Posts Tagged ‘VNAM’

A Day In The Life Of… Samara, RVN at Barking

Veterinary Nurse Awareness Month is a time to celebrate the dedication and skill of our veterinary nurses. We are proud to have Samara at our Barking branch, who joined us in 2010 and qualified as an RVN (Registered Veterinary Nurse) in 2018. Sam is the feline advocate at the branch and has completed the ISFMCert in feline nursing. We caught up with Sam for a quick glimpse into A Day In The Life Of…


What is your morning routine?

On arrival, I care for our resident practice cat Tilly, clean and change her litter tray, and set her up ready for the day in reception where she generally sleeps on the desk and ignores us all! I then check the procedures list, prepare the kennels and paperwork such as consent forms and GA sheets and ensure the consulting room is fully equipped for consults. I then check through emails and PetsApps (our telemedicine platform) and reply in order of urgency and mark for the attention of the relevant team member. Once the practice is ready for the day, we open up and welcome clients in. During this time I will run admissions for the day’s routine procedures which involves a sit-down discussion and going through the consent forms, procedure, and any extras.

What is your afternoon routine?

My afternoons are either in theatre whereby I assist the vet with surgical procedures, placing intravenous catheters and prepping the patient for the procedure, monitoring anesthetics/sedation, or performing minor procedures such as dental descales and polishing and radiography.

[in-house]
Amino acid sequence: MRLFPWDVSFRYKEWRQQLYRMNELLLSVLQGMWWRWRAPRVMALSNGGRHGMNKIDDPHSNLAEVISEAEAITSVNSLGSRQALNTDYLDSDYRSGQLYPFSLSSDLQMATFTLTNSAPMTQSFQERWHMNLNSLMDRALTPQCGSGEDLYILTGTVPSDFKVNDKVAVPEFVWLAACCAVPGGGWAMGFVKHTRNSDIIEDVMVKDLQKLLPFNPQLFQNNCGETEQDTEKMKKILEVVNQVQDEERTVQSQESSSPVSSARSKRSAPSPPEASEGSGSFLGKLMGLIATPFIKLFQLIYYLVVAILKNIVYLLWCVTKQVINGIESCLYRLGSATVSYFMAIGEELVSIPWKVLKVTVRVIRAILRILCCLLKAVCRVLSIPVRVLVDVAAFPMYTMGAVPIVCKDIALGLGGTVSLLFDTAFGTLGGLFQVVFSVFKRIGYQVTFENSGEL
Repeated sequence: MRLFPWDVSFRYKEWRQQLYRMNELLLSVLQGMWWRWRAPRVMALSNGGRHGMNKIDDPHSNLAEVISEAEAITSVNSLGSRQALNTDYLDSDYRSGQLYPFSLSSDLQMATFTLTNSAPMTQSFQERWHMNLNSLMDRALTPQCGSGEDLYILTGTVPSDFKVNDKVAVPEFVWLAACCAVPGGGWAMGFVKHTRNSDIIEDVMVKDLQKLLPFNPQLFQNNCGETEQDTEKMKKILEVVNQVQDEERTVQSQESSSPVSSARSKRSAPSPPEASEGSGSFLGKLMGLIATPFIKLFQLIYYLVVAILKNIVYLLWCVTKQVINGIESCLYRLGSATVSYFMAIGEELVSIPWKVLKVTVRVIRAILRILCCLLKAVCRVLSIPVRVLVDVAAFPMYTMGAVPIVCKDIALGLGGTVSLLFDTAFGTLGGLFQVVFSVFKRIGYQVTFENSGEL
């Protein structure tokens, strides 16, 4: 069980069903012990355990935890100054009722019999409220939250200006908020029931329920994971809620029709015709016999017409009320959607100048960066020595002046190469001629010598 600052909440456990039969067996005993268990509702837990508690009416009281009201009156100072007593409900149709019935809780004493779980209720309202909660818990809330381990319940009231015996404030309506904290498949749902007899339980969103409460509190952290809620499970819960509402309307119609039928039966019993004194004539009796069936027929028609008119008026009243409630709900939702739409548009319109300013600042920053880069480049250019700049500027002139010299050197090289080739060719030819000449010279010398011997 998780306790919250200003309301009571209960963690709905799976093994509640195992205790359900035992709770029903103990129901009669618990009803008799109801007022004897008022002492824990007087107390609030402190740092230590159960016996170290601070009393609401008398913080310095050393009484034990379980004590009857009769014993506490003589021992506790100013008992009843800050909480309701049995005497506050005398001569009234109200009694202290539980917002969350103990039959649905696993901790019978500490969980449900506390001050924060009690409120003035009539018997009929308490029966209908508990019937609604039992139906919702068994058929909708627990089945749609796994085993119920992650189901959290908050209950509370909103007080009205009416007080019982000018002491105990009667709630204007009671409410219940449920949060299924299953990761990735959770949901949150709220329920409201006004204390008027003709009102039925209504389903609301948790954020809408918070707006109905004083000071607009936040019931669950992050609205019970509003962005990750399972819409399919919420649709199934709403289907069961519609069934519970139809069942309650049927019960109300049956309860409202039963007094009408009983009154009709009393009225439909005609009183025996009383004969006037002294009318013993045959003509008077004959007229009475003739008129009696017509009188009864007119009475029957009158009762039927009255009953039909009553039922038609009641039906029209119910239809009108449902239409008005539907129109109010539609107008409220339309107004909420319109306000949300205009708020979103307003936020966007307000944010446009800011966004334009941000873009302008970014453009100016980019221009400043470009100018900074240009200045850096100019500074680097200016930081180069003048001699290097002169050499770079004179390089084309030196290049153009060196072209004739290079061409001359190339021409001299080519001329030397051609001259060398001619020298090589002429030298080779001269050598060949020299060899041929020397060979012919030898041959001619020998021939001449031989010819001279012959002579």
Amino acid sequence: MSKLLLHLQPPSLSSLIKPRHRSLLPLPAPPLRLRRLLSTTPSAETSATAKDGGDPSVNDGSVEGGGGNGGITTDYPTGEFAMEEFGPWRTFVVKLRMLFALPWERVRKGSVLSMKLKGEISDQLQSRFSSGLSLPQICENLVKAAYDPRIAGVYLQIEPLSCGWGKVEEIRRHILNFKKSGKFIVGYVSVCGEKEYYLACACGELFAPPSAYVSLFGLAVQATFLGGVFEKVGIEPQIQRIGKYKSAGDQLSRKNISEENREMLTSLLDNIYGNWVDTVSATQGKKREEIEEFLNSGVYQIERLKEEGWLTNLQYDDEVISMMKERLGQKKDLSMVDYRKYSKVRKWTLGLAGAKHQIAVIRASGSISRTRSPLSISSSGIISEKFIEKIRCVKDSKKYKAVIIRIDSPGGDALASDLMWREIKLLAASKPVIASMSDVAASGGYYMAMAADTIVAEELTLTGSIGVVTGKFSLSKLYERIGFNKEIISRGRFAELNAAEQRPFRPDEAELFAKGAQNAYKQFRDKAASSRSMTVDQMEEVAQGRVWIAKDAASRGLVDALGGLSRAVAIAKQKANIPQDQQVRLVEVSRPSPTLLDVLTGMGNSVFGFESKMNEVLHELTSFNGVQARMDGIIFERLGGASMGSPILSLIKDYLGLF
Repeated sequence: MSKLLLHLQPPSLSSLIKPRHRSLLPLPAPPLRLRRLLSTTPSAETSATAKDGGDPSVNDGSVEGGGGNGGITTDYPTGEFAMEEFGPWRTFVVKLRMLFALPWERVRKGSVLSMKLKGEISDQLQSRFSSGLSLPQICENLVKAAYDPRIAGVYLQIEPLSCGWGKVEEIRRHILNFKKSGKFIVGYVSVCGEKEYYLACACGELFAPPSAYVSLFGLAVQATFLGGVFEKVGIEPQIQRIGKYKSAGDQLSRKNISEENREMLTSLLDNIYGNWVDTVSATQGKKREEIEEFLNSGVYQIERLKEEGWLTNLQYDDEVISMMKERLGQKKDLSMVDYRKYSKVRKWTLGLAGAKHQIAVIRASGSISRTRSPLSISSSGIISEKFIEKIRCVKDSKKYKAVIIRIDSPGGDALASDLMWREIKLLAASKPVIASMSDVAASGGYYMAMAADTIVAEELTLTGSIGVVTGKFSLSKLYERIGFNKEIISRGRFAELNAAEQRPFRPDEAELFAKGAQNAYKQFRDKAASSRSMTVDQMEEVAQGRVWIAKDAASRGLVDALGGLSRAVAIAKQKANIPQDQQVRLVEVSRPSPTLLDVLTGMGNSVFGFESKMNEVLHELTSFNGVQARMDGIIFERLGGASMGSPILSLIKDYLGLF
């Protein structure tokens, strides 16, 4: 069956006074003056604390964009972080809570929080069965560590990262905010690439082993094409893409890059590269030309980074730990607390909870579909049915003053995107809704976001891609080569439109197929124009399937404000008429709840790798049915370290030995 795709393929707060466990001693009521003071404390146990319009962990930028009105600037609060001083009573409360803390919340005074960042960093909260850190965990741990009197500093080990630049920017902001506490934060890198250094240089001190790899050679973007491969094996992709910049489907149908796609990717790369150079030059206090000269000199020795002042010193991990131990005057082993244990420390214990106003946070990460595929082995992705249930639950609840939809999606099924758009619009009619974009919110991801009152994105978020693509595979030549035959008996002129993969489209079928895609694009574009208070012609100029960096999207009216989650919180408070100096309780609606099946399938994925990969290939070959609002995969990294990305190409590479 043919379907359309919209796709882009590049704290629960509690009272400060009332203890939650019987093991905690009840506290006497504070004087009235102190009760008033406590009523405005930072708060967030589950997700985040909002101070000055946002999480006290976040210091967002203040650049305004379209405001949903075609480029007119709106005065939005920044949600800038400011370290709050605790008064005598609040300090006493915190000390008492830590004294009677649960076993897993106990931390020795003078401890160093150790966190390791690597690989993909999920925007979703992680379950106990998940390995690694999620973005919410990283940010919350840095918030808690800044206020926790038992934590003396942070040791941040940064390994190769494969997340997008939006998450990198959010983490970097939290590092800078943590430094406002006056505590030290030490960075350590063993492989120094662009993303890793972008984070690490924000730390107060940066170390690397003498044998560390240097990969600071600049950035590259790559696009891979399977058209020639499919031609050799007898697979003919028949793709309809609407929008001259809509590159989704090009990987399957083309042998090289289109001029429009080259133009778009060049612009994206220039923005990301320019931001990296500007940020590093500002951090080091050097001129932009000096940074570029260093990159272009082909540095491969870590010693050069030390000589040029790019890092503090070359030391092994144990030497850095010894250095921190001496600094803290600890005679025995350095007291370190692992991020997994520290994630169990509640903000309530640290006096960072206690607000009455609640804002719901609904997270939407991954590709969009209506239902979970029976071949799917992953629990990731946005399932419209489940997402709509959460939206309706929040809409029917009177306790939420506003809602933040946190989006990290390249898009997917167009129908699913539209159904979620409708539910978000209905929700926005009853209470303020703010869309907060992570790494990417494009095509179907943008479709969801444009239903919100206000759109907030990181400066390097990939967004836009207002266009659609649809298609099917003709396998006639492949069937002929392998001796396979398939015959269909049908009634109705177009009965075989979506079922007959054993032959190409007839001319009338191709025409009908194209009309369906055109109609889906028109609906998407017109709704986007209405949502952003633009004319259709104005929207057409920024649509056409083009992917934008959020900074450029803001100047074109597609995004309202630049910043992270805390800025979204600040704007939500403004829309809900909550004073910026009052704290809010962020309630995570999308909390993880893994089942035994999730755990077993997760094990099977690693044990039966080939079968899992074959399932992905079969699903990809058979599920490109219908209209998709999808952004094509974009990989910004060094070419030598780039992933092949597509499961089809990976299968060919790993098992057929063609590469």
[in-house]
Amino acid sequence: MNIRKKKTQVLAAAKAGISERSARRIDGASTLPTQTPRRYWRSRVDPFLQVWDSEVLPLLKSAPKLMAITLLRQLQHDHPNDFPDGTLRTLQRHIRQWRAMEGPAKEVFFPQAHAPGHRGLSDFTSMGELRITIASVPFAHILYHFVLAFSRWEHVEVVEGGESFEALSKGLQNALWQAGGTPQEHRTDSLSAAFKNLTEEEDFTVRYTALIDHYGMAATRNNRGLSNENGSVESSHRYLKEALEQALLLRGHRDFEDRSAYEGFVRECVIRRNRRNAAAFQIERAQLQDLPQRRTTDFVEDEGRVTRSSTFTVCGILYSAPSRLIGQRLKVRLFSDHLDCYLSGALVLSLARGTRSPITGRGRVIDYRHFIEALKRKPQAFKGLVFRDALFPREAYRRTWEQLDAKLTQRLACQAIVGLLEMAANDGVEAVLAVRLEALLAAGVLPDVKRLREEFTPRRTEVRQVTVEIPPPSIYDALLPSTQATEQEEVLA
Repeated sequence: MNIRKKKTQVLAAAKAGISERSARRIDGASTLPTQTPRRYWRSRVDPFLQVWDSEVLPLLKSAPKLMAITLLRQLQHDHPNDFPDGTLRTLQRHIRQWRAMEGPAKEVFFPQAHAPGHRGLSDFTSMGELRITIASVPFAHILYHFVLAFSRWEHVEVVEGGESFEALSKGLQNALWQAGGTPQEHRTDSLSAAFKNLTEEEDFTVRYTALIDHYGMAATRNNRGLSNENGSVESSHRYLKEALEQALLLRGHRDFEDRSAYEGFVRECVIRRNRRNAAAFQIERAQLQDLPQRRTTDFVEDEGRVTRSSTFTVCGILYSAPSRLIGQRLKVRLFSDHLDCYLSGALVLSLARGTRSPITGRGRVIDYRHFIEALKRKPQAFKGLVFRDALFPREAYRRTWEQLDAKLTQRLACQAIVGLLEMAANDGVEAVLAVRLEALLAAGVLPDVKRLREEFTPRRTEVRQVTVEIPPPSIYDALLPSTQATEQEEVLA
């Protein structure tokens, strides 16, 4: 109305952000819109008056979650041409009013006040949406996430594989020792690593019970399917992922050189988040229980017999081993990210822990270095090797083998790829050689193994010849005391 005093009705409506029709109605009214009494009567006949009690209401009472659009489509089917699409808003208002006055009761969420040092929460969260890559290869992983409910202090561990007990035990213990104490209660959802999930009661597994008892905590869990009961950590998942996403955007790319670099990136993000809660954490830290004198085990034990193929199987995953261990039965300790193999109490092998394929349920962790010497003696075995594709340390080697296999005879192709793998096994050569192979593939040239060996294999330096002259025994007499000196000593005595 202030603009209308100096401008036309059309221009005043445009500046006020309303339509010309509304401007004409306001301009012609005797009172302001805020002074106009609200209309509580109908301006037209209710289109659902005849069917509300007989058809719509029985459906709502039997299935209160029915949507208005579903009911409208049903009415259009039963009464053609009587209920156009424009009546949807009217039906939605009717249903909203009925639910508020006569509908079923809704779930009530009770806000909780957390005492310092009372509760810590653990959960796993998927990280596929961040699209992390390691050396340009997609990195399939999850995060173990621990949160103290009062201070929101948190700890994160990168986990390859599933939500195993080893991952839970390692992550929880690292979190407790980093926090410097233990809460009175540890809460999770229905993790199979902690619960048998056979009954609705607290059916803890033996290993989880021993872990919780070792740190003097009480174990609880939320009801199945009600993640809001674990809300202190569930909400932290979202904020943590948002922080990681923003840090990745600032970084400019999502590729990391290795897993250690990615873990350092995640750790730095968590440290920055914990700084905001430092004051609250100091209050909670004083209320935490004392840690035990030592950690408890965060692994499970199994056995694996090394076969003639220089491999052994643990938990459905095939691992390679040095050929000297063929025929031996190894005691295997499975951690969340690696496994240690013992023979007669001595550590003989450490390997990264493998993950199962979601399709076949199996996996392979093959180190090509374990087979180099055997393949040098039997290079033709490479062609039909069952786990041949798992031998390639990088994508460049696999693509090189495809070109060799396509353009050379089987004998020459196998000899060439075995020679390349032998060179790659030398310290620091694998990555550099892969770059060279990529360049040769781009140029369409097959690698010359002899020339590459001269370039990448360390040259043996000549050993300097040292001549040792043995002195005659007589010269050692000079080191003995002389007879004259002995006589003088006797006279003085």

Or, they are filled with nurse consultations! These are generally post-operative checks, second vaccinations, blood pressure monitoring, subcutaneous fluid administrations, client education, ProActive Pets examinations (our preventative healthcare plan), weight clinics, and blood sampling.

After all, this comes evening consultations and discharges.

What are your responsibilities as an RVN?

As the Barking practice’s main RVN, my responsibilities vary but typically include overseeing the everyday running of the practice, ordering medications/consumables/equipment, training and mentoring junior staff members, running nurse clinics, giving dietary and nutrition to clients, monitoring anaesthesia/sedation, blood sampling, conducting minor procedures such as teeth cleaning, placing IV catheters and preparing patients for procedures. As an RVN, I am also responsible for overseeing the hygiene and sterility of the practice, the maintenance of clinical equipment and most importantly, the well-being of our patients. I have a certificate in feline nursing which allows me to assist new kitten owners give their kitten the best start in life. I also help by advising clients in cat behaviour/care and providing information on feline behaviourists where necessary.

What do you enjoy most about your role as an RVN?

Client interaction and consulting. I am currently undertaking a certificate in nurse consults, tying this with my certificate in feline nursing. This is the part of my job I thrive on and love to help and guide clients along the way to help maintain harmony at home and hopefully create a long-lasting happy relationship with their pet.

I have been at the Barking practice for almost 12 years and love every animal that comes through the door as if they are my own. I love watching them grow and develop and keeping the bond that only animals can provide.


We are very proud to employ so many great RVNs like Samara and, as it’s Vet Nurse Awareness Month you may see #VNAM and #OurProfessionMyResilience across social media, so, if you do, please click on them to see what vet nurses are up to. You see, we value our vet nurses for the care they bring to you, your pets, and the veterinary team. If you are interested in joining the Goddard Veterinary Group, please check out our opportunities online or learn more about our very own Nursing College!